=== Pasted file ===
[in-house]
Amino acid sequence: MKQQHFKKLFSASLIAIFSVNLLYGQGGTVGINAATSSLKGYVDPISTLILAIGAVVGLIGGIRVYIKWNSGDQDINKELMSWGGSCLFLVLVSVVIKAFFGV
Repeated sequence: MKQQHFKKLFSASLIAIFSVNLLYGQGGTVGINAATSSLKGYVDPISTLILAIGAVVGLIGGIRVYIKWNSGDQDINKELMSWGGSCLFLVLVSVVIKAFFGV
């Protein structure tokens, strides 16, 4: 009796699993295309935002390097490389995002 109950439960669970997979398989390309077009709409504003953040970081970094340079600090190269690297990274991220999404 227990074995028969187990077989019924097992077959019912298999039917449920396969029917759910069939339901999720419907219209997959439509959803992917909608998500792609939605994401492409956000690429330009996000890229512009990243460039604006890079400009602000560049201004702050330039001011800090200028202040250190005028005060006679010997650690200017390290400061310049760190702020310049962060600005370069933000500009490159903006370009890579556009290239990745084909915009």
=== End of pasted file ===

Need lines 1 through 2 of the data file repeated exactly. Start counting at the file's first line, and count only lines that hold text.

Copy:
[in-house]
Amino acid sequence: MKQQHFKKLFSASLIAIFSVNLLYGQGGTVGINAATSSLKGYVDPISTLILAIGAVVGLIGGIRVYIKWNSGDQDINKELMSWGGSCLFLVLVSVVIKAFFGV